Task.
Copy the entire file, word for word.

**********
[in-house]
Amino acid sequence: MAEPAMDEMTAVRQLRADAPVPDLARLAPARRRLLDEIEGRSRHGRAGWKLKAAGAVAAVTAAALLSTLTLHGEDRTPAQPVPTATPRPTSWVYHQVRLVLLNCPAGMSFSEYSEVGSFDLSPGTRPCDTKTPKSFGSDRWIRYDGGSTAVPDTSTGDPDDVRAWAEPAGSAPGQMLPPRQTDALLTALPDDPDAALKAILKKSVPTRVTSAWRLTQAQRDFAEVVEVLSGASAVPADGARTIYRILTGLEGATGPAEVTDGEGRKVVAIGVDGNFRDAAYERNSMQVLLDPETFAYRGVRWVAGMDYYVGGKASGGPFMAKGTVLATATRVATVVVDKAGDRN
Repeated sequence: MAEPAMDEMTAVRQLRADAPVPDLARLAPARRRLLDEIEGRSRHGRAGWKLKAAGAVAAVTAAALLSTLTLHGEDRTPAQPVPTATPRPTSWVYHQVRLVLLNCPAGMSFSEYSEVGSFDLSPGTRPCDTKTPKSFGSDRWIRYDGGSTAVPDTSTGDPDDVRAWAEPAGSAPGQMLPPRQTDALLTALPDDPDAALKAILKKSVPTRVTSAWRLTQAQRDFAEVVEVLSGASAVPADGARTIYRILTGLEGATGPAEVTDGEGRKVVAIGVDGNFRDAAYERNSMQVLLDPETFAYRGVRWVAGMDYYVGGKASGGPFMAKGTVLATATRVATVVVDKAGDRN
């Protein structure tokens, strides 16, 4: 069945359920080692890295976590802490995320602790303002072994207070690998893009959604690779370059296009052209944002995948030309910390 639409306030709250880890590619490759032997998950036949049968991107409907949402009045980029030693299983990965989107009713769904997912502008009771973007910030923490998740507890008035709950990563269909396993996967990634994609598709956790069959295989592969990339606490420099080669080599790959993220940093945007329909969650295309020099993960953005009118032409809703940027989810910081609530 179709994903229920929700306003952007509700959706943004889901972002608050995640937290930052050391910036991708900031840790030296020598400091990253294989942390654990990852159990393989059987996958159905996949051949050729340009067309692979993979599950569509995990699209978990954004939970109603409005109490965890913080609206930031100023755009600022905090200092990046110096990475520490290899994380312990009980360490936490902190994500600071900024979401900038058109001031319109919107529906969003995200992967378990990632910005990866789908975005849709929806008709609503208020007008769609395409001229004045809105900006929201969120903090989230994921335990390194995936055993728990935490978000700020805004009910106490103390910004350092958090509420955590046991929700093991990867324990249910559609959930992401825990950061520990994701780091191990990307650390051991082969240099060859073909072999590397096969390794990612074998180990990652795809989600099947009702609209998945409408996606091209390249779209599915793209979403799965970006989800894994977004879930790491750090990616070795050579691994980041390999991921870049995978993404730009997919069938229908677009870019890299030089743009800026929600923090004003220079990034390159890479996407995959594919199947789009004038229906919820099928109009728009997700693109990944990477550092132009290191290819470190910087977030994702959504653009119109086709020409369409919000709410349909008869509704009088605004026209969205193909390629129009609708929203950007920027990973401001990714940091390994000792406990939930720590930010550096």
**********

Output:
[in-house]
Amino acid sequence: MAEPAMDEMTAVRQLRADAPVPDLARLAPARRRLLDEIEGRSRHGRAGWKLKAAGAVAAVTAAALLSTLTLHGEDRTPAQPVPTATPRPTSWVYHQVRLVLLNCPAGMSFSEYSEVGSFDLSPGTRPCDTKTPKSFGSDRWIRYDGGSTAVPDTSTGDPDDVRAWAEPAGSAPGQMLPPRQTDALLTALPDDPDAALKAILKKSVPTRVTSAWRLTQAQRDFAEVVEVLSGASAVPADGARTIYRILTGLEGATGPAEVTDGEGRKVVAIGVDGNFRDAAYERNSMQVLLDPETFAYRGVRWVAGMDYYVGGKASGGPFMAKGTVLATATRVATVVVDKAGDRN
Repeated sequence: MAEPAMDEMTAVRQLRADAPVPDLARLAPARRRLLDEIEGRSRHGRAGWKLKAAGAVAAVTAAALLSTLTLHGEDRTPAQPVPTATPRPTSWVYHQVRLVLLNCPAGMSFSEYSEVGSFDLSPGTRPCDTKTPKSFGSDRWIRYDGGSTAVPDTSTGDPDDVRAWAEPAGSAPGQMLPPRQTDALLTALPDDPDAALKAILKKSVPTRVTSAWRLTQAQRDFAEVVEVLSGASAVPADGARTIYRILTGLEGATGPAEVTDGEGRKVVAIGVDGNFRDAAYERNSMQVLLDPETFAYRGVRWVAGMDYYVGGKASGGPFMAKGTVLATATRVATVVVDKAGDRN
């Protein structure tokens, strides 16, 4: 069945359920080692890295976590802490995320602790303002072994207070690998893009959604690779370059296009052209944002995948030309910390 639409306030709250880890590619490759032997998950036949049968991107409907949402009045980029030693299983990965989107009713769904997912502008009771973007910030923490998740507890008035709950990563269909396993996967990634994609598709956790069959295989592969990339606490420099080669080599790959993220940093945007329909969650295309020099993960953005009118032409809703940027989810910081609530 179709994903229920929700306003952007509700959706943004889901972002608050995640937290930052050391910036991708900031840790030296020598400091990253294989942390654990990852159990393989059987996958159905996949051949050729340009067309692979993979599950569509995990699209978990954004939970109603409005109490965890913080609206930031100023755009600022905090200092990046110096990475520490290899994380312990009980360490936490902190994500600071900024979401900038058109001031319109919107529906969003995200992967378990990632910005990866789908975005849709929806008709609503208020007008769609395409001229004045809105900006929201969120903090989230994921335990390194995936055993728990935490978000700020805004009910106490103390910004350092958090509420955590046991929700093991990867324990249910559609959930992401825990950061520990994701780091191990990307650390051991082969240099060859073909072999590397096969390794990612074998180990990652795809989600099947009702609209998945409408996606091209390249779209599915793209979403799965970006989800894994977004879930790491750090990616070795050579691994980041390999991921870049995978993404730009997919069938229908677009870019890299030089743009800026929600923090004003220079990034390159890479996407995959594919199947789009004038229906919820099928109009728009997700693109990944990477550092132009290191290819470190910087977030994702959504653009119109086709020409369409919000709410349909008869509704009088605004026209969205193909390629129009609708929203950007920027990973401001990714940091390994000792406990939930720590930010550096």